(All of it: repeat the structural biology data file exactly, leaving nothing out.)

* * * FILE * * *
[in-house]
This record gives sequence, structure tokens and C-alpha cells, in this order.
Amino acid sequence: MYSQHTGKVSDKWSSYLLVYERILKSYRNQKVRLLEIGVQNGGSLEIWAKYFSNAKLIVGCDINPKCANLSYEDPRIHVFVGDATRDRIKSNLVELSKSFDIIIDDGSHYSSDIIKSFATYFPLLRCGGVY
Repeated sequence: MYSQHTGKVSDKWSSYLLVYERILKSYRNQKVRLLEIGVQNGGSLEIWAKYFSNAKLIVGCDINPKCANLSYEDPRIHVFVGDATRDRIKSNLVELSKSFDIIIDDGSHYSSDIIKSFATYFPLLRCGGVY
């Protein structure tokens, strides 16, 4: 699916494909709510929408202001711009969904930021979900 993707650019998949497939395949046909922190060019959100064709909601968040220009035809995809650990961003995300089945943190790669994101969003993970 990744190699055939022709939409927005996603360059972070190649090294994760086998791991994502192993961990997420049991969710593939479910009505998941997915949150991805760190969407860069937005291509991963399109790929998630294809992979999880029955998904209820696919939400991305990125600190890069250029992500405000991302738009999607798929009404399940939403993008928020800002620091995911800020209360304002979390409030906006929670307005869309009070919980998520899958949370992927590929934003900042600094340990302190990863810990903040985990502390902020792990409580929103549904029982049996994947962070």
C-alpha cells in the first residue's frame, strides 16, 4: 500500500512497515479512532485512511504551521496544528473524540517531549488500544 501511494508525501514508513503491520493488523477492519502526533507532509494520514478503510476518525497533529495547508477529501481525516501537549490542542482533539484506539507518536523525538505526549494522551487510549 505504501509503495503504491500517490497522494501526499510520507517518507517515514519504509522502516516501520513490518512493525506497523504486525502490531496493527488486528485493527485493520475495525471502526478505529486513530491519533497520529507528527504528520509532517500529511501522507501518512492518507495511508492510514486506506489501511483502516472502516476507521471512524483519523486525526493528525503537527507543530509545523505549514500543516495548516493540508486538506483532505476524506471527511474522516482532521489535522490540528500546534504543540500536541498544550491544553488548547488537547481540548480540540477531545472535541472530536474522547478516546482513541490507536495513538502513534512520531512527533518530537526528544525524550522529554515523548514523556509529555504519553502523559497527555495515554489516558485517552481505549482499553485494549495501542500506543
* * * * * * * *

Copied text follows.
[in-house]
This record gives sequence, structure tokens and C-alpha cells, in this order.
Amino acid sequence: MYSQHTGKVSDKWSSYLLVYERILKSYRNQKVRLLEIGVQNGGSLEIWAKYFSNAKLIVGCDINPKCANLSYEDPRIHVFVGDATRDRIKSNLVELSKSFDIIIDDGSHYSSDIIKSFATYFPLLRCGGVY
Repeated sequence: MYSQHTGKVSDKWSSYLLVYERILKSYRNQKVRLLEIGVQNGGSLEIWAKYFSNAKLIVGCDINPKCANLSYEDPRIHVFVGDATRDRIKSNLVELSKSFDIIIDDGSHYSSDIIKSFATYFPLLRCGGVY
């Protein structure tokens, strides 16, 4: 699916494909709510929408202001711009969904930021979900 993707650019998949497939395949046909922190060019959100064709909601968040220009035809995809650990961003995300089945943190790669994101969003993970 990744190699055939022709939409927005996603360059972070190649090294994760086998791991994502192993961990997420049991969710593939479910009505998941997915949150991805760190969407860069937005291509991963399109790929998630294809992979999880029955998904209820696919939400991305990125600190890069250029992500405000991302738009999607798929009404399940939403993008928020800002620091995911800020209360304002979390409030906006929670307005869309009070919980998520899958949370992927590929934003900042600094340990302190990863810990903040985990502390902020792990409580929103549904029982049996994947962070």
C-alpha cells in the first residue's frame, strides 16, 4: 500500500512497515479512532485512511504551521496544528473524540517531549488500544 501511494508525501514508513503491520493488523477492519502526533507532509494520514478503510476518525497533529495547508477529501481525516501537549490542542482533539484506539507518536523525538505526549494522551487510549 505504501509503495503504491500517490497522494501526499510520507517518507517515514519504509522502516516501520513490518512493525506497523504486525502490531496493527488486528485493527485493520475495525471502526478505529486513530491519533497520529507528527504528520509532517500529511501522507501518512492518507495511508492510514486506506489501511483502516472502516476507521471512524483519523486525526493528525503537527507543530509545523505549514500543516495548516493540508486538506483532505476524506471527511474522516482532521489535522490540528500546534504543540500536541498544550491544553488548547488537547481540548480540540477531545472535541472530536474522547478516546482513541490507536495513538502513534512520531512527533518530537526528544525524550522529554515523548514523556509529555504519553502523559497527555495515554489516558485517552481505549482499553485494549495501542500506543